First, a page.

I lost a kid on my shift at camp one summer. 


Our church was up at Forest Home, a large and beautifully expansive camp near San Bernardino.  I had 65 middle school students under my care.  After three hours of free time, a volunteer came running up to me in the cafeteria with a look of panic on his face.  “Markus (name changed) did not check in after free time,” they told me, “no one knows where he is.”  I thought to myself, “Not on my shift.”  There’s a lot of paperwork when you lose a kid at camp.  So I started asking around during dinner, “When did you see him last,” “when did you see him last,” “when did you see him last.”  There kids told me the same story.  They said, “We saw him in the creek playing down by the river bed right before the flash flood washed through this afternoon.”  Every few years at this camp, storms can push a surge of water down from the mountains.  It overflows the banks, floods the cabins, and then subsides as quickly as it came.  The alarms, sirens, and flashing lights had gone off that day to warn of the impending high waters.  So immediately we all started looking for this lost kid.  All of my staff put their forks and knives down and start canvasing the camp.  The entire paid camp staff put their utensils down and starting looking.  No one filled out a spiritual gifts inventory to find out if they felt called to youth ministry, evangelism, service, or search and rescue.  They just knew this is a life and death emergency and we had to find this kid at all costs. 


We had to go get him and bring him back. 


I started crying and I prayed some of the most sincere prayers of my life as I walked throughout the camp frantically looking for him.  I know I have about twenty minutes left before I have to call his mom.  Can you imagine that conversation?  “The kid you love and trusted me with, your own flesh and blood,” I would have to say, “is lost on my shift.”  I got to the big bridge over the river that separates one section of camp from the other.  I looked right.  I looked left.  I shouted his name and listened to it echo in the mountains.  As I surveyed the river, I was praying to God that I did not see a brown hump shaped like a junior higher washed up alongside the bank.  But that’s what was going through my mind.  I’m praying.  I’m crying.  I’m hurt.  Nobody is answering.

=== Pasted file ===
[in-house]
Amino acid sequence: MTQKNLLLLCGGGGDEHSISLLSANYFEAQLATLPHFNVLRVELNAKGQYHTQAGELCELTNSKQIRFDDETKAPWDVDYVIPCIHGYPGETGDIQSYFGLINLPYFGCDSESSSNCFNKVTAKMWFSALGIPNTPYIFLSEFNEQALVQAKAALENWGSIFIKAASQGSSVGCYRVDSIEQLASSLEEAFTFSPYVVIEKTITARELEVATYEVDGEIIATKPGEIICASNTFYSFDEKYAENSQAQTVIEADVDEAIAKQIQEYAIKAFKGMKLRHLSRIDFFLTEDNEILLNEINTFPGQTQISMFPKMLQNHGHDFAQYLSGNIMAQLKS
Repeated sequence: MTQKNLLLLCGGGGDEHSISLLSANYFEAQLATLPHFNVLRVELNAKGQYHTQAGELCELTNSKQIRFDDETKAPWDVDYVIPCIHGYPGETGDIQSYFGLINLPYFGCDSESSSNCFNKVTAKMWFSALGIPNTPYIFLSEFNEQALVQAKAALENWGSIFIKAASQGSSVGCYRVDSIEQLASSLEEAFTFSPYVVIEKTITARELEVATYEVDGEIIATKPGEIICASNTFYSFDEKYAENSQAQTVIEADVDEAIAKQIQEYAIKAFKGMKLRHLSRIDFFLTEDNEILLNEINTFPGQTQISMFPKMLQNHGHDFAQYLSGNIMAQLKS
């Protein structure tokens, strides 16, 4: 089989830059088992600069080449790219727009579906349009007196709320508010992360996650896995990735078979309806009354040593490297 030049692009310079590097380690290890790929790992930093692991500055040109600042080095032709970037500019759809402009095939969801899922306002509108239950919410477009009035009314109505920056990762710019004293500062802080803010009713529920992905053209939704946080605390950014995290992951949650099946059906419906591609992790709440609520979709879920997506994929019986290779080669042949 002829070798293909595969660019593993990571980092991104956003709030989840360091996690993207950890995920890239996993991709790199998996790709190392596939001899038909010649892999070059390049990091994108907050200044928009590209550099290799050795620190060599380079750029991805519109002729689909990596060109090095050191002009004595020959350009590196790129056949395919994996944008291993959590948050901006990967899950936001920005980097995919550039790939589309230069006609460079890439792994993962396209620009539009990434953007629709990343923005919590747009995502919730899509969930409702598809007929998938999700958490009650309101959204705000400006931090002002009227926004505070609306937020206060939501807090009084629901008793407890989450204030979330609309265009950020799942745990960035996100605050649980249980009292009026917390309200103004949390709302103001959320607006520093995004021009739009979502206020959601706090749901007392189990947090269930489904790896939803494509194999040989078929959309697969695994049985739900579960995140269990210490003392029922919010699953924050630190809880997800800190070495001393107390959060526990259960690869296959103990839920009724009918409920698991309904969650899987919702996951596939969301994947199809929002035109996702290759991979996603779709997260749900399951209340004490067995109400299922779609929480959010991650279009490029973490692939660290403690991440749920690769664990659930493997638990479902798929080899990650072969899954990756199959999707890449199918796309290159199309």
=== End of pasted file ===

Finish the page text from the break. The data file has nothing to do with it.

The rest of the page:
Finally, I get to the center of the camp and arrive at the bookstore.  The double doors of the bookstore suddenly burst open and groggy-eyed kid, Markus – the one we were looking for—comes staggering out.  Now I’m an appropriate side hug –I love you but I’m not getting sued—youth pastor usually.  But when I saw this kid who was dead and now is alive, who was lost and now found, I lost all composure and I just ran to him.  And I picked him up and I pulled him close.  I think I really scared him.  I said, “Markus, you don’t know how good it is to see you.”  “What happened?”, I asked.  “I found a really good comic book series and lost track of time,” he told me.  “I have been reading in the bookstore for the last four hours.”  Now when you work with kids that are into gangs, and drugs, and homicides, as long as they’re alive, it’s a good thing.  So for me, he could have said anything.  He could have said, “I was sampling crystal meth for the first time in the bookstore.”  I would have said, “Markus, I don’t support that behavior but at least you’re still here and we can work with you.”  There is always a chance to make a wrong decision right if you are still alive.


I was so overjoyed at having him back that I literally threw him onto my shoulders when we got back to the cafeteria.  When we entered the room together, there was more rejoicing over the one junior higher that was lost than over the 64 others that never needed to be found again.  It was exhilarating!  That’s what fishing for men and women is all about. 


That’s the joy of seeing the lost come home again.